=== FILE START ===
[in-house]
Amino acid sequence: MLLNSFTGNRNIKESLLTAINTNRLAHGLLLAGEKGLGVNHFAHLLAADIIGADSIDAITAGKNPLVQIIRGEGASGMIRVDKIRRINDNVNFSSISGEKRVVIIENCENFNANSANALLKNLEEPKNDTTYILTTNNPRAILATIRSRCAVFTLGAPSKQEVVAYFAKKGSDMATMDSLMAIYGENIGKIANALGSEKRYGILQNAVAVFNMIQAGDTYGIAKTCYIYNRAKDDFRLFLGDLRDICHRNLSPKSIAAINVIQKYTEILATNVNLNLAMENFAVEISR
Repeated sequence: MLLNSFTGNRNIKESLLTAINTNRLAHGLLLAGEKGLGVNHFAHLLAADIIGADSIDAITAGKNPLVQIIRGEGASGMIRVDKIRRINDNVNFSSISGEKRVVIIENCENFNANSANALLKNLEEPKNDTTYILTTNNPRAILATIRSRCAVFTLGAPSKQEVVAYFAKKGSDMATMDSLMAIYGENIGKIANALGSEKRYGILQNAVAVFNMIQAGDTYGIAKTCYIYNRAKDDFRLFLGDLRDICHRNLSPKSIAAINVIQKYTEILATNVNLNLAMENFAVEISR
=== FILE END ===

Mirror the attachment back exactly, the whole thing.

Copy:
[in-house]
Amino acid sequence: MLLNSFTGNRNIKESLLTAINTNRLAHGLLLAGEKGLGVNHFAHLLAADIIGADSIDAITAGKNPLVQIIRGEGASGMIRVDKIRRINDNVNFSSISGEKRVVIIENCENFNANSANALLKNLEEPKNDTTYILTTNNPRAILATIRSRCAVFTLGAPSKQEVVAYFAKKGSDMATMDSLMAIYGENIGKIANALGSEKRYGILQNAVAVFNMIQAGDTYGIAKTCYIYNRAKDDFRLFLGDLRDICHRNLSPKSIAAINVIQKYTEILATNVNLNLAMENFAVEISR
Repeated sequence: MLLNSFTGNRNIKESLLTAINTNRLAHGLLLAGEKGLGVNHFAHLLAADIIGADSIDAITAGKNPLVQIIRGEGASGMIRVDKIRRINDNVNFSSISGEKRVVIIENCENFNANSANALLKNLEEPKNDTTYILTTNNPRAILATIRSRCAVFTLGAPSKQEVVAYFAKKGSDMATMDSLMAIYGENIGKIANALGSEKRYGILQNAVAVFNMIQAGDTYGIAKTCYIYNRAKDDFRLFLGDLRDICHRNLSPKSIAAINVIQKYTEILATNVNLNLAMENFAVEISR